My father ran a small heating and air conditioning company. Summer was his busy season. When summertime heat kicks in, people will do just about anything to get relief. And if the AC isn’t working, they want it fixed. . . and fast!
During the summers of my youth I went to work with my Dad. I can still recall him walking into homes and, after asking about the symptoms of the problem, saying, “we’ll get you cooled down in no time.” You could see the relief on the customer’s face.
I learned a valuable lesson on these calls: Talk in ways that show you understand what matters most to the customer. When the AC is not working in the summer heat, they want to be cooled down. In that instant, nothing else matters much.
Think about how this principle translates to our work as institutional leaders and development professionals. In many instances we don’t talk at all about what matters most to our customers (read: donors, community, alumni, other constituencies). We talk about what matters most to us!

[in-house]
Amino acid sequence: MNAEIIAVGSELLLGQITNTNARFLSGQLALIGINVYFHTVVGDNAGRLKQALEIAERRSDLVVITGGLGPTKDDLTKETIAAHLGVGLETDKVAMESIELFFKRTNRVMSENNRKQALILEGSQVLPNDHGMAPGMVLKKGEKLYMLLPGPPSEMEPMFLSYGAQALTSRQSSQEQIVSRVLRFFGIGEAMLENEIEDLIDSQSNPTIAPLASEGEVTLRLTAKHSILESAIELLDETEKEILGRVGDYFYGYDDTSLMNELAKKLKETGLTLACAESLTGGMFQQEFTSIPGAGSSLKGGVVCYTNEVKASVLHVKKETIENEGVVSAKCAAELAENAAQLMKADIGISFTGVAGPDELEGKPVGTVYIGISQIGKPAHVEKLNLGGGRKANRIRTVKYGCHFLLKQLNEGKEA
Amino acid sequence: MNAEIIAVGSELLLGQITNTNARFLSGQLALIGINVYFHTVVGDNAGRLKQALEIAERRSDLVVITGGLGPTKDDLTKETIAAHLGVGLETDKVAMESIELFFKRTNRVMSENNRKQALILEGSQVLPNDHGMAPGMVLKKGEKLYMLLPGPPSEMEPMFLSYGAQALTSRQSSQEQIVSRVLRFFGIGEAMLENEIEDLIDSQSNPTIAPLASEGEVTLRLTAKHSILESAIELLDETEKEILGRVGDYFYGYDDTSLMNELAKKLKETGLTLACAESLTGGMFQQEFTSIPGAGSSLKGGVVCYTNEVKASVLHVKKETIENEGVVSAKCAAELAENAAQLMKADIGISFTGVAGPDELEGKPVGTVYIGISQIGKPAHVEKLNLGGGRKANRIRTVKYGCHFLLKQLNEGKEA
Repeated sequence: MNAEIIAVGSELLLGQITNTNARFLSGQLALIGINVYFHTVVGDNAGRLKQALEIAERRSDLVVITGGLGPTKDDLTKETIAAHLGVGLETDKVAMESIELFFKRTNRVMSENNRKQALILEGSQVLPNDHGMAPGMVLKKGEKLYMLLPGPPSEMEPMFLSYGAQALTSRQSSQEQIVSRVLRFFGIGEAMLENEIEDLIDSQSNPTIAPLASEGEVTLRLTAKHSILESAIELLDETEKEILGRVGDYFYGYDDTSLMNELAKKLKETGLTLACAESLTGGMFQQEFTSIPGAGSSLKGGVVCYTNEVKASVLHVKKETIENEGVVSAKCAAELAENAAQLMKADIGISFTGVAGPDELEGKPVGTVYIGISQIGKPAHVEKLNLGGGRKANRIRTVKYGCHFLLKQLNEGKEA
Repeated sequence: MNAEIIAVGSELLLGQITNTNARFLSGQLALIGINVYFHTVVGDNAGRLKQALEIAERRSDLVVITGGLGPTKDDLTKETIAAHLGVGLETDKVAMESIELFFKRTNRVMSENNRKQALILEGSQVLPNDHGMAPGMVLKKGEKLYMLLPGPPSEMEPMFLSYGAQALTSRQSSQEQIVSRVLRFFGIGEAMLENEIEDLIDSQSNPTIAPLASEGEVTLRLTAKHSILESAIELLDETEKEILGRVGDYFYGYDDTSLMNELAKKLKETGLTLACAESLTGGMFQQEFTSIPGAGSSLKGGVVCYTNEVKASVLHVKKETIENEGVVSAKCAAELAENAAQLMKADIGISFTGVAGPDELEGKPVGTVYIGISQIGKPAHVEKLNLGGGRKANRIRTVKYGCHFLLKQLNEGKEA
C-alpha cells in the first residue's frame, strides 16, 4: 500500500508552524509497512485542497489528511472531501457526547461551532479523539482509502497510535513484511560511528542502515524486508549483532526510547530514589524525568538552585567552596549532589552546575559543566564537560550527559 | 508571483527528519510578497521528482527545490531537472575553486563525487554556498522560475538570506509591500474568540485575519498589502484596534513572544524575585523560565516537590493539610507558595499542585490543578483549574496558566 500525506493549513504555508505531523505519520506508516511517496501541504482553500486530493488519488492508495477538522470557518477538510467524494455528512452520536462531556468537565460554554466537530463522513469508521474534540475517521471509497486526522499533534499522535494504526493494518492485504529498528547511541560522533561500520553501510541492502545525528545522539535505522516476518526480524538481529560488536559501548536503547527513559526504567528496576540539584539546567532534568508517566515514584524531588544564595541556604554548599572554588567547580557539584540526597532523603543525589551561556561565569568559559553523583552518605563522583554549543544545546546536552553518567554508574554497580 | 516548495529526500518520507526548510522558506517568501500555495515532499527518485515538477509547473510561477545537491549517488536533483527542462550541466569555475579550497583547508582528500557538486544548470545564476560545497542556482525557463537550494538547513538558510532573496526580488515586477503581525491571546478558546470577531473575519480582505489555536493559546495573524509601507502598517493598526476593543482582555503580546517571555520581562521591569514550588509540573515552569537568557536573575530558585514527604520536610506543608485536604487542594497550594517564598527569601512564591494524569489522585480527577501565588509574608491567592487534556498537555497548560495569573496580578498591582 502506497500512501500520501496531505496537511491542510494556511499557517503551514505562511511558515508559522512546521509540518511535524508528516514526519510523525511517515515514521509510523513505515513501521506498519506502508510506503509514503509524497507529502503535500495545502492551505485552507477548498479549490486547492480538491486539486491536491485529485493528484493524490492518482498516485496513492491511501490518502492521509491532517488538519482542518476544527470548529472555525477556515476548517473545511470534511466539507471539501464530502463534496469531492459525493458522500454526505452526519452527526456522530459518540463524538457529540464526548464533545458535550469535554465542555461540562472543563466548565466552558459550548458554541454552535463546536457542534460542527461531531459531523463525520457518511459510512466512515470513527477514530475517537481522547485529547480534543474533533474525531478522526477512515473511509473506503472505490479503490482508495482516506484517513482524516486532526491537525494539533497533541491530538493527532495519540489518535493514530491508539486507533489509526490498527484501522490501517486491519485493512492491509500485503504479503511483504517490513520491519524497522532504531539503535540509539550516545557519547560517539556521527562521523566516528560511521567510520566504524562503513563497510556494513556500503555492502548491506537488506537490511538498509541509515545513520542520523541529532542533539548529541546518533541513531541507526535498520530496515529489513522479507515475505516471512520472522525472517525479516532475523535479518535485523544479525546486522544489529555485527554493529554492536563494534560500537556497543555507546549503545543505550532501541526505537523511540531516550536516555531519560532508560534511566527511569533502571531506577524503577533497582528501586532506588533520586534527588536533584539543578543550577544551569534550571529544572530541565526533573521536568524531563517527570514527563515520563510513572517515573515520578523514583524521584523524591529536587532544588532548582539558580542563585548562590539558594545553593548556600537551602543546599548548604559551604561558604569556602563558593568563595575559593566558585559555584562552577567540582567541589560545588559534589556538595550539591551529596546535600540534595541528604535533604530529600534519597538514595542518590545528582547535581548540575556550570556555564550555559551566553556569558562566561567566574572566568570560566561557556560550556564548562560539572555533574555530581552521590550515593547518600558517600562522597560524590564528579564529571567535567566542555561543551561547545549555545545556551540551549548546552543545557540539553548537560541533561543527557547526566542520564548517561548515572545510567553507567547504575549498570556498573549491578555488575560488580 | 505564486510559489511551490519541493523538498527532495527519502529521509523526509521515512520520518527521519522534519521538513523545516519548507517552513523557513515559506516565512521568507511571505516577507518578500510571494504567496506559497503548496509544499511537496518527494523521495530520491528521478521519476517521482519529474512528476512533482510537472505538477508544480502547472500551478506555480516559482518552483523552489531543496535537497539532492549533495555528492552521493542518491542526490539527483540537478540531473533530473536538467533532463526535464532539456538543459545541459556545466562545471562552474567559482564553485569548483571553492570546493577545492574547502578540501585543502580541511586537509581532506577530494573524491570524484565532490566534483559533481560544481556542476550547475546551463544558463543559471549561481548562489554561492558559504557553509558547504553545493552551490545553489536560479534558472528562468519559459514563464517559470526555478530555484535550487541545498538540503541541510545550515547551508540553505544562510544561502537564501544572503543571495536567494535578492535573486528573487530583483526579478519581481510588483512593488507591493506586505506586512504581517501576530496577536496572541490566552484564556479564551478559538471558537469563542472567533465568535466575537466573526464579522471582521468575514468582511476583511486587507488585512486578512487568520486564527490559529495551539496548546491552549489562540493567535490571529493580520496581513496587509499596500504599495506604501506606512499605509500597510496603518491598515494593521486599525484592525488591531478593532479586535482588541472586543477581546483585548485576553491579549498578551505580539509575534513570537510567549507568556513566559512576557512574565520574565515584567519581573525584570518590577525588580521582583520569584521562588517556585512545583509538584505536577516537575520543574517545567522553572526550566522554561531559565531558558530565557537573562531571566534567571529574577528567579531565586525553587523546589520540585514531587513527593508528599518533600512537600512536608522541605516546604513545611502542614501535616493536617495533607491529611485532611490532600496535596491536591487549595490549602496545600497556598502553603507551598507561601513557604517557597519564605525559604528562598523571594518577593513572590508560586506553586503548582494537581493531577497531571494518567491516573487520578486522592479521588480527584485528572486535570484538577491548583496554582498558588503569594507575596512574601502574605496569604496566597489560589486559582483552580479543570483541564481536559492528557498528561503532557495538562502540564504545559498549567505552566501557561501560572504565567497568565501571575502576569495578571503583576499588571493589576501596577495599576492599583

As I’ve written about recently, most case statements focus on the proposed building, the growth of the endowment, the new program funds, etc. But most institutions struggle to articulate fully why it all even matters. What is the mission of the institution and what is the vision of how it will fulfill the mission more completely in the future? This is what our donors care about.
The buildings, the endowment, the program funds are really just tools to fulfill the mission and vision. And when we talk about the tools we should describe how the new building, the larger endowment, or the increase in program funds will allow the institution to serve more and serve better.
In short we talk far too much about the tools and far too little about the intended result.
Just imagine if my Dad had walked into the hot home of a customer and, instead of saying, “we’ll have you cooled down in no time,” said, “let me show you this new wrench I just bought. . . it’s made of the highest grade steel, is 2 inches longer than the old one, and makes it easier for me turn bolts in tight spaces. . .”
Talking about tools inspires neither a hot customer nor a donor.